Knowing Your Rights: The Legalities of Business Travel and Your Health

Getting sick or injured on a work trip can be awful, and that sick feeling may return when you receive your bills. All of your costs may not be covered, especially if you travel internationally. So, it is important to understand your rights.

Ed Marsh, the Founder of Consilium Global Business Advisors, LLC, tells us that the issue of what to do when an incident occurs on a work trip is often overlooked, “and much more complex when you cross borders.” He says that in his experience, “car accidents are the most common issue (aside from general GI illness),” and repatriation can cost “$100K or more for special medical flights when the condition requires stabilization and care en-route and a standard airplane seat won’t work.” He notes that workers comp often does not cover issues outside the U.S., and health insurance “will certainly have a complex set of considerations.”

take notes to document injury

To deal with these issues, Chris Johnston, an attorney who handles travel injury cases, recommended to us that his top tip for business travelers who get injured or ill on the road is to “take as many notes and pictures as possible. While this is a good practice anytime someone gets hurt, being injured in an unfamiliar (often distant) location adds many hurdles.” As he notes, a person injured in a different state may not remember the names of establishments where an incident occurred or the witnesses. “Document, document, document!” Johnston argues. It’s also a good idea to retain receipts for any treatments you paid for while traveling. You may receive reimbursement from your health insurance company, or your employer may be liable under workman’s comp.

Both Johnston and Marsh are circling around important points—duty of care and workers’ compensation. Often, Johnston noted, workers compensation is typically primary healthcare when someone is injured on the job. Yet, business travelers should know their rights.
With regard to workman’s compensation, OSHA defines a work-related injury as any injury that occurs when an employee is on travel status and engaged in work activities “in the interest of the employer,” according to Travis Rhoden, contributing writer for Bizjournals.com. He notes that OSHA says work-related activities start as soon as the employee leaves home, unless the employee first reports to the office, in which case travel status begins when the employee leaves the office to start his or her trip. “Travel status” commences when the employee returns to the point of origin (home or office), which means that if an employee was injured on the way home from the airport, that could still be considered work-related—even if the employee was not scheduled to work that day.

However, it is important to note that OSHA has regulations arguing that injuries or illnesses are not work-related if they happen during a personal detour from a “reasonably direct route of travel,” such as a personal side trip. In fact, in our own research, we found that the OSHA Regulation Standards include a lot of exceptions to recordable incidents. For example, if an employee’s injury or illness involves “signs or symptoms that surface at work but result solely from a non-work-related event or exposure,” the incident is not recorded as work-related. It is important for employees to understand these issues and potentially discuss them with HR before they travel for work.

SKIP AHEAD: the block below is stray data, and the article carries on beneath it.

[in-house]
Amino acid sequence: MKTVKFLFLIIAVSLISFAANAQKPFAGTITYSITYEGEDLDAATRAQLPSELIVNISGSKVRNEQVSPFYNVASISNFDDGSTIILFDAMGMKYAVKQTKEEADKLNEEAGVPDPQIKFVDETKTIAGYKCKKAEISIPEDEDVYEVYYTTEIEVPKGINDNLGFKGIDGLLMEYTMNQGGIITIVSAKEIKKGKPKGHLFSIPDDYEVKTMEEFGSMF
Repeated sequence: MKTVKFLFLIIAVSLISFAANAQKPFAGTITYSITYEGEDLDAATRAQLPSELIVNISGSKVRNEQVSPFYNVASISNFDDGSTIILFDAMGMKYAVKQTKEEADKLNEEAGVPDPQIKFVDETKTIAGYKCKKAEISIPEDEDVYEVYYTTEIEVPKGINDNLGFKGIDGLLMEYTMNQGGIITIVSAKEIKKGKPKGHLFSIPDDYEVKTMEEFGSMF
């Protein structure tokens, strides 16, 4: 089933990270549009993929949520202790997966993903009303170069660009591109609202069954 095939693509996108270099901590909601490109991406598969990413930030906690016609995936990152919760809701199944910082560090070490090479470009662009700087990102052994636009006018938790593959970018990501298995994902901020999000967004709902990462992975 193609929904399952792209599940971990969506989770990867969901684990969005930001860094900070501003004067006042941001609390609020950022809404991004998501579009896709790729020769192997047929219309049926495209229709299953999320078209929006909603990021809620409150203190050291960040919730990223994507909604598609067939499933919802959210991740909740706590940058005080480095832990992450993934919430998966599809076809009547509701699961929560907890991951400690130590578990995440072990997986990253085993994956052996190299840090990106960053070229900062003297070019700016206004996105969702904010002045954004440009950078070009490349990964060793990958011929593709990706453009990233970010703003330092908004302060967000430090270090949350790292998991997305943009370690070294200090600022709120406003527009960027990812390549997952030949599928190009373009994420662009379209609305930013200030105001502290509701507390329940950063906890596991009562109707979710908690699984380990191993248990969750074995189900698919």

Also, informing yourself about your company’s specific policies as to what activities are considered work-related is important. For example, some employers include rules, such as not using mobile devices while driving in a rental car. Make sure you are always acting within the scope of these policies or you won’t be covered in the event of an accident. A particularly harrowing incident is described by Stephanie Goldberg, a writer for a business insurance magazine. She describes a case in which a Texas appellate court ruled that an employee, Ron Pinkus, “was not within the course and scope of his employment because he was driving to meet his son for dinner” at the time he got into a car accident, which ultimately killed him. Issues like these drive home the importance of understanding your company’s policies and knowing your rights.

Duty of care, on the other hand, is also an important concept for business travelers to understand. 30SecondsToFly Editor in Chief, Dave Braun, defines duty of care as such: “When an employee travels on behalf of the employer, the travel manager bears a legal, moral, ethical and financial duty of care to avoid the risk of reasonably foreseeable injury to their employees. Duty of care runs the scope of employee interactions, from mundane decisions like setting a maximum driving time limit, to emergency situations like what to do in case of an earthquake.” According to our source, Ed Marsh, a proper duty of care program should include policies to mitigate risks and uncertainty, training on situation awareness, and appropriate insurance products (such as “GlobalRescue, which provides local medical stabilization and advice, evacuation, and security assistance).” Any business traveler needs to know that the company has a duty of care for the employee and should inform him or herself of the company’s policies prior to traveling.

Being Your Own Best Advocate When Business Trip Illnesses Occur

Ultimately, the question to ask is not so much, “What do I do now that I’ve gotten sick or injured in the middle of a business trip?” The question is “how do I prepare for getting sick or injured on a work trip?” In other words, it’s all in the planning. Know your rights; know your company’s policies (and follow them); and prep through proper health regimens, checking for covered providers, and asking the right questions. Planning ahead means that when the time comes for an injury or illness to strike, you can focus on what’s most important: taking care of yourself (and then hopefully taking care of your clients as best you can).